In his analysis, Judge Dow reaches the following conclusions on the pages listed:
The record, however, shows no relationship between CCL holders and threats to public safety, and no evidence that the regulations reduce crime or prevent injuries or death.
Similarly, Defendants here offered no evidence connecting concealed carry by CCL holders to any threat to public safety, much less a threat withing the regulated area, the FPDCC.
Furthermore, the government has shown little threat to public safety in the FPDCC, and even less involving concealed firearms, and none by CCL holders.
Judge Dow does his job. He requires the government Defendants to show how a ban on possession of firearms by concealed carry permit holders increases public safety, and not with mere opinion. He requires facts. The government cannot provide any, because there are none.
The government is relying on the simplistic formulation of people who fear an armed population. Their simplistic formula is: guns are dangerous; more guns, more danger; fewer guns, less danger. This simplistic formula has never been true. In a great many cases, more guns = less danger.
It is the problem of much of the Progressive approach to government. Take what sounds plausible, and make it governmental policy based on the opinion of a government bureaucrat. When applied with a heavy hand, such an approach creates many of the terrible problems, seen since time immemorial, with central planning. Disaster after disaster after disaster has been documented.
The Bill of Rights (along with other mechanisms) was designed to prevent such disasters by limiting what governments have the authority to do. Some policies have been placed, by the Constitution, outside of legitimate tinkering by government officials.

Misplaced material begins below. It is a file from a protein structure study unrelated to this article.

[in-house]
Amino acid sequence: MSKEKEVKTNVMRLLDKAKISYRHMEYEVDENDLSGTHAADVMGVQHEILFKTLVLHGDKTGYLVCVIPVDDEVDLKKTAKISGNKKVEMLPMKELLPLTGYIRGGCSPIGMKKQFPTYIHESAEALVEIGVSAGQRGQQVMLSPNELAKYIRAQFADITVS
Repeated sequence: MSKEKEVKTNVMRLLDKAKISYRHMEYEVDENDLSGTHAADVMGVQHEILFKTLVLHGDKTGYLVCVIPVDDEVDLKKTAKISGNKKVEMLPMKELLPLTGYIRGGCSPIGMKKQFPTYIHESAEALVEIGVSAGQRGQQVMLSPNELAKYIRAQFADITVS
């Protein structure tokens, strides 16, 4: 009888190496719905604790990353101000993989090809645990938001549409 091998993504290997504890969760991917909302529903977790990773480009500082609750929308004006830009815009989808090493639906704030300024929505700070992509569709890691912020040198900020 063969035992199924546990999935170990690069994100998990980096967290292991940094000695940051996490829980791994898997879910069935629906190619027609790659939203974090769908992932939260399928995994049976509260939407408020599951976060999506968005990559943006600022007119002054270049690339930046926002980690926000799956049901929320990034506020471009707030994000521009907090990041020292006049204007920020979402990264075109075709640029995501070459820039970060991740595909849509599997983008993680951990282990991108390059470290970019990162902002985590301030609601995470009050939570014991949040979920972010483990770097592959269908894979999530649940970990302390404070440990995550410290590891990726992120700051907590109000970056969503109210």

The problem faced by the framers of the Constitution is: some government is necessary. Too little government creates problems as bad as too much government. The Constitution has done a commendable job in finding the golden mean between too much and too little government.
Multiple problems have been solved by centralized power. Consider our magnificent transportation system, vigorous economy, and superb defenses. Those solutions are allowed by the Constitution.
Our ruling class has discovered multiple ways to subvert the checks and balances set up in the Constitution. Multiple problems created by centralized power plague the United States. Consider the bureaucratic minutia required under the “commerce clause”; infringements on Second Amendment rights; federal control of much of education; federal interference and regulation of local land use; federal collusion with the Tech Oligarchs to subvert the First Amendment.
The Second Amendment is a bright spot where Constitutional prohibitions on government power are being recognized and restored, even if incrementally and hesitantly.
About Dean Weingarten:
Dean Weingarten has been a peace officer, a military officer, was on the University of Wisconsin Pistol Team for four years, and was first certified to teach firearms safety in 1973. He taught the Arizona concealed carry course for fifteen years until the goal of Constitutional Carry was attained. He has degrees in meteorology and mining engineering, and retired from the Department of Defense after a 30 year career in Army Research, Development, Testing, and Evaluation.